|Swan Lake WMA|
In the heart of-south central Minnesota is one of the best and largest wetland complexes in North America: Swan Lake. This 10,000-acre, relatively undisturbed marsh wonderland is a place to experience the diversity and beauty of prairie wetlands, as they once existed.<br><br>Serious habitat degra...
Flandrau State Park
|Description: “A river runs through it”, describes Flandrau State Park, which is nestled within the 150-foot-deep Cottonwood River Valley. This site is one of the gems in the Minnesota State Park system for its geology, history and birding and wildlife watching opportunities.
Vision the past first. Melturate (from melting glaciers) cut through rock, sand, clay and gravel that had been deposited by glaciers during the Ice Age. Under this glacial material is sandstone, which was laid down millions of years ago by the great seas that once covered North America.
Fast forward to relative modern times. Fossilized plant material and orange-colored iron-oxide bands may be seen in the exposed sandstone near the park's eastern boundary.
For centuries Dakota inhabitants thrived in the tallgrass prairie and its interspersed marshes, lakes and streams. Extensive farming has now replaced much of the prairie.
The diverse scene includes heavily wooded riverine areas, segments of burr oak forest and grassland areas along the bluffs. However, the main landscape is floodplain forest with large cottonwoods and other species such as aspen, basswood and sugar maple.
On the steep goat prairies look for beautiful blazing stars, butterfly milkweeds and prairie sunflowers and if you’re lucky, you’ll discover small white lady's slippers in the park too. In addition, two major grasses, big bluestem and Indian grass, sway in the breeze in open areas. These varied plant communities and hilly terrain create picturesque scenes when foliage turns color in the fall.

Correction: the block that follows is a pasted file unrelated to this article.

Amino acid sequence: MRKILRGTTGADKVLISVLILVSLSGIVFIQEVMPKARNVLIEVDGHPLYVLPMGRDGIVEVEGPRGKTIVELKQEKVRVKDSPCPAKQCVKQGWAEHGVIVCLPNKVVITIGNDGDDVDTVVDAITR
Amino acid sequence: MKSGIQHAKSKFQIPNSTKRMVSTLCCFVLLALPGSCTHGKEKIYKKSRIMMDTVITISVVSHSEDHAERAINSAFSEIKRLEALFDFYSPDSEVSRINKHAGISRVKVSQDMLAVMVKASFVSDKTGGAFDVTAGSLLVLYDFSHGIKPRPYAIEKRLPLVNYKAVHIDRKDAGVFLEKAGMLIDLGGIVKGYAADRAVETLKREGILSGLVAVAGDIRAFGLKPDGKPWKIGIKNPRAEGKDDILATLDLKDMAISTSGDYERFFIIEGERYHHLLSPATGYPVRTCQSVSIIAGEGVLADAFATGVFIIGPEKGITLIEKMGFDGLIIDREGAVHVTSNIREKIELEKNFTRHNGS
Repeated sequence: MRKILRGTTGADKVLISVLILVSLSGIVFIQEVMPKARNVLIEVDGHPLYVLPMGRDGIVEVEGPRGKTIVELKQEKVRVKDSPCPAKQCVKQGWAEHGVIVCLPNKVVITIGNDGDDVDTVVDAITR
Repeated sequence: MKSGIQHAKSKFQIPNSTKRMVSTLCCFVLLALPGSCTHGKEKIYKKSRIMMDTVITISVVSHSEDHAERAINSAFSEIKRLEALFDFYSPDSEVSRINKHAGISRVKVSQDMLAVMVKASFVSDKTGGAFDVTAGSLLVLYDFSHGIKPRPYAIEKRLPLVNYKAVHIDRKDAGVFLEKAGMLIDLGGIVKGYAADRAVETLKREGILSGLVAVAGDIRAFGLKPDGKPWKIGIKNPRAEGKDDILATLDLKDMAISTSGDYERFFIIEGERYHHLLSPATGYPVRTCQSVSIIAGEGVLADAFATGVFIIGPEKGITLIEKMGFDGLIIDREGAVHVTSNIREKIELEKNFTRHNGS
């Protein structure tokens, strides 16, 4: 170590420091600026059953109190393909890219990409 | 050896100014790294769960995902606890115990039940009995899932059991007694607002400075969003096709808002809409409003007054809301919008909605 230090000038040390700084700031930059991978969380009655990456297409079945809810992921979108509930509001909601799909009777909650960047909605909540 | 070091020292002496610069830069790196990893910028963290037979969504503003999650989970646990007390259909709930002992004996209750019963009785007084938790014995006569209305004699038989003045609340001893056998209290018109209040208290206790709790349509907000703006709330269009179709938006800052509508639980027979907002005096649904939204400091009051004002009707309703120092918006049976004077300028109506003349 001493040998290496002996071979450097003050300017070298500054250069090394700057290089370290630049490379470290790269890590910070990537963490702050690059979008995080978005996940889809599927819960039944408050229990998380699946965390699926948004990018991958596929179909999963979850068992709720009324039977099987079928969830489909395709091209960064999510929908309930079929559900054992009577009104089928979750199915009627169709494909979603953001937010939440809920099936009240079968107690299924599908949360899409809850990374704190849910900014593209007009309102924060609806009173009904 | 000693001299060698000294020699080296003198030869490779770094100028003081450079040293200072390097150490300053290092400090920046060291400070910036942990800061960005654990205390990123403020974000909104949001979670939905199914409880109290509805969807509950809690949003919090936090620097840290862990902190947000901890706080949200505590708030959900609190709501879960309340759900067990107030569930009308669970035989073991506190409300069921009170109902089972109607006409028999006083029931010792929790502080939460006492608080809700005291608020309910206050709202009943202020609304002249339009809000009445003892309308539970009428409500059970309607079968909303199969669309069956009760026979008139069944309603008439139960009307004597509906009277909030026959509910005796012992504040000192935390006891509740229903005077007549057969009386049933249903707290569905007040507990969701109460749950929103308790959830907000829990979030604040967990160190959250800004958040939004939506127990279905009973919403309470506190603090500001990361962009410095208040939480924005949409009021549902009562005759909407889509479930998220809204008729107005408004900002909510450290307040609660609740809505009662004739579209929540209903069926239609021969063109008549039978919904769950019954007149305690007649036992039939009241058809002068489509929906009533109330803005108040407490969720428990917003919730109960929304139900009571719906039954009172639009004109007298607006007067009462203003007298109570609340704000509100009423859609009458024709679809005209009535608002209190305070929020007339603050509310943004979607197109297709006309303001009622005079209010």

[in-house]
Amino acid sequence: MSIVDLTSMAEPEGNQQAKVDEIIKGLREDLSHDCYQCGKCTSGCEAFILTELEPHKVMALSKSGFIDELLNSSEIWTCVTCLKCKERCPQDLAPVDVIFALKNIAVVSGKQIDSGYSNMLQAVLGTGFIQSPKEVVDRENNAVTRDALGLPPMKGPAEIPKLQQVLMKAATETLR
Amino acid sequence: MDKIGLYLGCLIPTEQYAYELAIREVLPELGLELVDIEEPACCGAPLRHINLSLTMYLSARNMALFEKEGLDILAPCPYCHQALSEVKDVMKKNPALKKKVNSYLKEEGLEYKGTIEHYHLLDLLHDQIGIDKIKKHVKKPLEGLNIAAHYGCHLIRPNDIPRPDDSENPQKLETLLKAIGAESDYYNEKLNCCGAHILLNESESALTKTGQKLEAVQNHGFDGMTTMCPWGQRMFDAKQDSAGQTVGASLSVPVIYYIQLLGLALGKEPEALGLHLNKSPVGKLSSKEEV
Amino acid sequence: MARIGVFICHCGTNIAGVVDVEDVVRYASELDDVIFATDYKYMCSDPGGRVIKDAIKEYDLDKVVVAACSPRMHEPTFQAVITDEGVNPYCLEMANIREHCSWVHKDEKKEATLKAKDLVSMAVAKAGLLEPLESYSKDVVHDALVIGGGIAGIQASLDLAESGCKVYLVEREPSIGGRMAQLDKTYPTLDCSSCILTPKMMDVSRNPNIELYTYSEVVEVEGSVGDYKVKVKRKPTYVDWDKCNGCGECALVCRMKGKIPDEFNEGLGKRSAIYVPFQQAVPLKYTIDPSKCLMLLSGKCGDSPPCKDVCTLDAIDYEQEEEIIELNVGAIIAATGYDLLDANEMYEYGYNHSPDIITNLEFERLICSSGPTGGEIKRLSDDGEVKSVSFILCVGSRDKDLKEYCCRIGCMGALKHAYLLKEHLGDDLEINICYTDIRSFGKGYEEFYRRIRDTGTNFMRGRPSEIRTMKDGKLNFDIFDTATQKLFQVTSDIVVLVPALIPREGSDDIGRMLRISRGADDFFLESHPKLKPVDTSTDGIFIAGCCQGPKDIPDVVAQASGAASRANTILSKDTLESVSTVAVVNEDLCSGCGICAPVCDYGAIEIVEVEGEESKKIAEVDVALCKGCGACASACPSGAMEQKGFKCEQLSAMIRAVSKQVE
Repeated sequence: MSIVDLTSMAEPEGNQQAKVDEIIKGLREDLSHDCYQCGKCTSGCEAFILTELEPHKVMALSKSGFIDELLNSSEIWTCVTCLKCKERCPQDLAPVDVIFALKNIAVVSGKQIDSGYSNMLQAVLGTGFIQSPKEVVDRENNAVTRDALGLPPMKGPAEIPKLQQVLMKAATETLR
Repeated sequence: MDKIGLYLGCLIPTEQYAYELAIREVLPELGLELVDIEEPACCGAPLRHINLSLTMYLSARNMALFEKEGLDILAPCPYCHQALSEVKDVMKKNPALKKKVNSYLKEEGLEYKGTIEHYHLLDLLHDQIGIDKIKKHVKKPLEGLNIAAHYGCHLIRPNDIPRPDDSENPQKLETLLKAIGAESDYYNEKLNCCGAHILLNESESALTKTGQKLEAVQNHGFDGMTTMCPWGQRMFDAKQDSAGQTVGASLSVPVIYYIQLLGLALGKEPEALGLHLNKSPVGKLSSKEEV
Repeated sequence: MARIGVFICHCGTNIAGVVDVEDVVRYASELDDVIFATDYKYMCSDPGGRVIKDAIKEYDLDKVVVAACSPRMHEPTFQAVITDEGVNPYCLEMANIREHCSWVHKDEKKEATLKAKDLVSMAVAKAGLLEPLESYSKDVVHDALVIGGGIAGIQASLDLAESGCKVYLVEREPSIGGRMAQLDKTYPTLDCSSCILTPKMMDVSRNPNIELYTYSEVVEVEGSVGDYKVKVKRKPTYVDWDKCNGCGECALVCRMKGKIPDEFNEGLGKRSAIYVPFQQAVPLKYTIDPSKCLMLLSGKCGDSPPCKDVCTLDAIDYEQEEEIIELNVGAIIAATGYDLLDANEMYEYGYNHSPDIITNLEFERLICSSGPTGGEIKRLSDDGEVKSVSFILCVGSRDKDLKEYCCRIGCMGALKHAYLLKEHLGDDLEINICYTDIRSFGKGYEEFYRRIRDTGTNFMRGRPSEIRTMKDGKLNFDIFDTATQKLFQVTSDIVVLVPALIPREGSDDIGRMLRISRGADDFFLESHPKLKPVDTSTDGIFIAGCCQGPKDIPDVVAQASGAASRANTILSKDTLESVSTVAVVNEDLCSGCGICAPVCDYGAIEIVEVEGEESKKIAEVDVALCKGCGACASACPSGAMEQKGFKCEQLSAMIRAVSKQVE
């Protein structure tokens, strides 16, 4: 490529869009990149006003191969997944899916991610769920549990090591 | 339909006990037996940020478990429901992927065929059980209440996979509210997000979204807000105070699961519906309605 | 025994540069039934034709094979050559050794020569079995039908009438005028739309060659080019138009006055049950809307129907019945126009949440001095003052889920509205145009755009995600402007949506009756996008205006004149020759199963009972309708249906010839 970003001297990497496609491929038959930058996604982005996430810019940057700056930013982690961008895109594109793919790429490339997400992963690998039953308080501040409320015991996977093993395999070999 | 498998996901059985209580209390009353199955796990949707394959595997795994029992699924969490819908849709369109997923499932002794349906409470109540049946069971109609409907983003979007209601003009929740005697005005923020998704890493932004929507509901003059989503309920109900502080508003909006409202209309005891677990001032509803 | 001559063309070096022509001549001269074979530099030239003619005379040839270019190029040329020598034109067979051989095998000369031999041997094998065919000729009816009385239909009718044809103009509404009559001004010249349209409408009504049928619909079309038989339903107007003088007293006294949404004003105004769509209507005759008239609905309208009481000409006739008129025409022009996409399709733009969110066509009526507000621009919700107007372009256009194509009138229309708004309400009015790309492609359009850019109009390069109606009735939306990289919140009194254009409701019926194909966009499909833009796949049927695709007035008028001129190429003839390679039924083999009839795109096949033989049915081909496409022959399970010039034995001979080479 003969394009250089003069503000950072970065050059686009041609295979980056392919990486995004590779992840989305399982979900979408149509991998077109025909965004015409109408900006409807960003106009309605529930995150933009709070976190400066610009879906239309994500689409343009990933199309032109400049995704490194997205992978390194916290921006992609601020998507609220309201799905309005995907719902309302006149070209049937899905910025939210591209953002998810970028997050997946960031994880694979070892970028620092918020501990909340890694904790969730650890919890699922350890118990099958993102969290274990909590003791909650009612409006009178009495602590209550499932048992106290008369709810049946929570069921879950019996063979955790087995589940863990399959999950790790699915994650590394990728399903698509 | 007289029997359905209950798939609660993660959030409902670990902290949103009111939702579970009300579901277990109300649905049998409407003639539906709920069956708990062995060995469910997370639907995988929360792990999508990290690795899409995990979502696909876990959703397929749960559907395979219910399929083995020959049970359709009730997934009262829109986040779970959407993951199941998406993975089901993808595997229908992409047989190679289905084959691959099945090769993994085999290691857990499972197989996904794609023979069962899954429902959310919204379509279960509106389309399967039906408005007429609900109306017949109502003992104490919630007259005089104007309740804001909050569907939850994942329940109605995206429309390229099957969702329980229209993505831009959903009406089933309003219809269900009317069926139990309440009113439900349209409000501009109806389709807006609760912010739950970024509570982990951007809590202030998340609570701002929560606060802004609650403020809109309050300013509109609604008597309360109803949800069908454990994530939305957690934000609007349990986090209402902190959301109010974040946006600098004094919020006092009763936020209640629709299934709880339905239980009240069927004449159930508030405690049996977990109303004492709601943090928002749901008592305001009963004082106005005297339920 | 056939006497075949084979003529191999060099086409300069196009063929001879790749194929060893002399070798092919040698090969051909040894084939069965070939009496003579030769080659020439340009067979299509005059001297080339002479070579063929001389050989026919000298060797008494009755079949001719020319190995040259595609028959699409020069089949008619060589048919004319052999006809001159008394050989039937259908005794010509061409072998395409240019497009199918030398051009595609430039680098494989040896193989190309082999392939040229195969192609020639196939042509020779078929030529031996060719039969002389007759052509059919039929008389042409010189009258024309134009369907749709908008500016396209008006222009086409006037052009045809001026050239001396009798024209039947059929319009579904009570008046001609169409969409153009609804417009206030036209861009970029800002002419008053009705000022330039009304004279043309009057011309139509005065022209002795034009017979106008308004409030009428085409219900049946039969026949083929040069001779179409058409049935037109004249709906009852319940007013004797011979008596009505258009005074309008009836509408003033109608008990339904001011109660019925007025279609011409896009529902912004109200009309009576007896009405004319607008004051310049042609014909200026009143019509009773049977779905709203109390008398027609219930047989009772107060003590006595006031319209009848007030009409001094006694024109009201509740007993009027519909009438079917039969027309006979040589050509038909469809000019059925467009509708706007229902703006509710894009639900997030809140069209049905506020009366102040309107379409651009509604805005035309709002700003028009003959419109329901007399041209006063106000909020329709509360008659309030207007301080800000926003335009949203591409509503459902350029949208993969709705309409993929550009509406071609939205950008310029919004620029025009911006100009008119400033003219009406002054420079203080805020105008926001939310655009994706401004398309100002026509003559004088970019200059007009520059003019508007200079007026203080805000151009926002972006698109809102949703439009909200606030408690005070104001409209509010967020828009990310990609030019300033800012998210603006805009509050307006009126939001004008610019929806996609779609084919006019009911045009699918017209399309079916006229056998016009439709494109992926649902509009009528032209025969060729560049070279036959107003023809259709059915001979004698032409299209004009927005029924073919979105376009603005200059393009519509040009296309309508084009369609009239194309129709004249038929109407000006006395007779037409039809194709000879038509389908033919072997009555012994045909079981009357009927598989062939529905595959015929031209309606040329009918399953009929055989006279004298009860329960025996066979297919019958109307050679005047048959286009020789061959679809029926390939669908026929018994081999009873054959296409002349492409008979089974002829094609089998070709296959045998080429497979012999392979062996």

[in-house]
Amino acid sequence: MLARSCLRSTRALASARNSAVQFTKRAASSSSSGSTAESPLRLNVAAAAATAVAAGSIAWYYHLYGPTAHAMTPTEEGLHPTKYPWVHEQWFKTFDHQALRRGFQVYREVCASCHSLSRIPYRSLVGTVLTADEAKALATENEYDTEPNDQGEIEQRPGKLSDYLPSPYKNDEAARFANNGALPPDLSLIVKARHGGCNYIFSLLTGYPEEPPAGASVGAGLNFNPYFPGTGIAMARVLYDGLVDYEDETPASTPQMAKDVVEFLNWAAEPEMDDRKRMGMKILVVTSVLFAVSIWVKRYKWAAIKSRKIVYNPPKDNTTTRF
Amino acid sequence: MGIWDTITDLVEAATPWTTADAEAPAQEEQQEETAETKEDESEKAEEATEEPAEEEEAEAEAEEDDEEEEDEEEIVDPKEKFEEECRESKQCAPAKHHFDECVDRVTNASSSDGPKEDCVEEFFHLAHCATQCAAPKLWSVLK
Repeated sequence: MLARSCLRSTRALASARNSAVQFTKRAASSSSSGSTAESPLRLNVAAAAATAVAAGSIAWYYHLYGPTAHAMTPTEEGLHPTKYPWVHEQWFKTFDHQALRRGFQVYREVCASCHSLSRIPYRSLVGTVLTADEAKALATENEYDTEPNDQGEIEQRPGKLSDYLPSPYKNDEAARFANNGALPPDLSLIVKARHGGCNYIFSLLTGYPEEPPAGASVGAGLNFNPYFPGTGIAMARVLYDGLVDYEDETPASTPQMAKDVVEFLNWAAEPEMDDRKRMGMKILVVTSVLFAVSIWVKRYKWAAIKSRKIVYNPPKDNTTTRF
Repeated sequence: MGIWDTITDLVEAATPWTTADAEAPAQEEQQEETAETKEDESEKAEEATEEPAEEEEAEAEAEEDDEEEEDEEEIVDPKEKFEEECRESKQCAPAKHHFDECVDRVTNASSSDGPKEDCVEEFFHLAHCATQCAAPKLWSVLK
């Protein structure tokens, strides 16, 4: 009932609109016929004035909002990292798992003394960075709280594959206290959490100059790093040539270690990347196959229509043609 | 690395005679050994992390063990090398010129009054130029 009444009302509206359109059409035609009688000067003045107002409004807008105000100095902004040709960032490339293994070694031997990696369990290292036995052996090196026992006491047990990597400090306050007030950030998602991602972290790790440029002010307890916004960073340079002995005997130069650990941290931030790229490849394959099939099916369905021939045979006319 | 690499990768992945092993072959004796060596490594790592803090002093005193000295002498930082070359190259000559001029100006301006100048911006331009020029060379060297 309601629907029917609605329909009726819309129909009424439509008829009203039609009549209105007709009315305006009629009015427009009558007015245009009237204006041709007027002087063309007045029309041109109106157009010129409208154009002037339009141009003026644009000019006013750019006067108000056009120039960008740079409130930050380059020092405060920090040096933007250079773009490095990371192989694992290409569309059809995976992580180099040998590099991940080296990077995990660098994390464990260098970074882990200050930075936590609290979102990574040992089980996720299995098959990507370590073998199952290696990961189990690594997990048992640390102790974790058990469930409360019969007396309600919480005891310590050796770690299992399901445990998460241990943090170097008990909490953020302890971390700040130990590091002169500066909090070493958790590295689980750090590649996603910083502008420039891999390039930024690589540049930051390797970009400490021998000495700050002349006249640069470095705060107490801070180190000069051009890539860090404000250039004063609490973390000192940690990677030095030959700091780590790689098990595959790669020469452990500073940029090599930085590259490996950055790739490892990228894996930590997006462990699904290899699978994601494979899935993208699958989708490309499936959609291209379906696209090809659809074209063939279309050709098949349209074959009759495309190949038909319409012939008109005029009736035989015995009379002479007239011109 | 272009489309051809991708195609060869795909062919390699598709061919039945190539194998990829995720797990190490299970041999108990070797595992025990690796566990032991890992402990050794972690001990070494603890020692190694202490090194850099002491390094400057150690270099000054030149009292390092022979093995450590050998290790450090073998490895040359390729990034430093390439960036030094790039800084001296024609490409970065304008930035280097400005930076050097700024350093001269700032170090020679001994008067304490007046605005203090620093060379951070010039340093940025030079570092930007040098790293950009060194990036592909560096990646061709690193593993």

Originally named Cottonwood River State Park, Flandrau was the site of a Work Projects Administration (WPA) camp in the late 1930s and early 1940s. Several buildings in the park are beautiful examples of their architectural projects. During part of the 1940s, the camp was used as a World War II German prisoner-of-war camp. Today, the old WPA grounds are used as Flandrau’s modern group center.
The park’s proximity to the Minnesota River Valley makes it an exceptional area to watch woodland wildlife and migrating songbirds.
Wildlife to Watch: Flandrau is one of the stops along the Minnesota River Valley Birding Trail. With miles of winding walking trails, it is an all-season site for birding with 158 species of migrant and permanent resident birds recorded within its boundaries. More than 24 species of warbler, including blue-winged and cerulean, and American redstart may be spotted. Other species that make their homes here include indigo buntings, Baltimore and orchard orioles, belted kingfishers, ruby-throated hummingbirds, wood thrushes and blue-gray gnatcatchers. Check for eastern bluebirds that inhabit the prairie knolls.
Listen for the vocalizations of one of three owl species that regularly nest in the park. Watch for Minnesota’s largest woodpecker, the pileated. This red-crested, crow-sized woodpecker, feeds on insects in the rotting wood of dead and dying trees. Cavities excavated by pileateds provide nesting places for other birds and animals, such as wood ducks and fox squirrels.
Broad-winged hawks nest in the park too and may often be seen circling overhead. Turkey vulture, red-shouldered hawk and wild turkey and are also recorded on a regular basis.
Although many are small in size, 25 species of mammals have been noted. Raccoons are frequently seen, but don’t be surprised to see for red fox, beaver or mink too. Large herds of white-tailed deer use the park as a winter refuge. Check out the abundance of intriguing insects, damsel and dragonflies and colorful butterflies that frequent the numerous wildflowers and prairie plants.
Special Tips: Other sites on Minnesota River Valley Birding Trail: In northwestern Cottonwood County, Jeffers Petroglyphs and nearby Red Rock Prairie are unique areas in this part of the state. A high ridge of grass, some of it native prairie, overlooks the surrounding farmland and is one of the most reliable places in Minnesota to find Smith’s Longspur. The best time of the year for sightings is late April and October. Western meadowlark, eastern and western kingbirds, as well as vesper, savannah and grasshopper sparrows are sighted throughout this area. Just north of the site is another great birding location, the Bashaw Wildlife Management Area (WMA) and its landscape of rolling grassy hills and marsh. Marbled godwits are possible nesters. Just to the north of this WMA, blue grosbeaks have been spotted near and along the Cottonwood River. [Source: www.birdingtrail.org]
Other Activities: Wildlife watcher hikers and cross-country skiers may enjoy the flat trails on the bottom of the valley or more challenging routes on the oak-shaded bluffs.
Hunting allowed only by special permit during the City of New Ulm archery deer hunt.
Ownership: MN DNR
Size: 1006 acres
Closest Town: New Ulm
Best Seasons for Wildlife Viewing: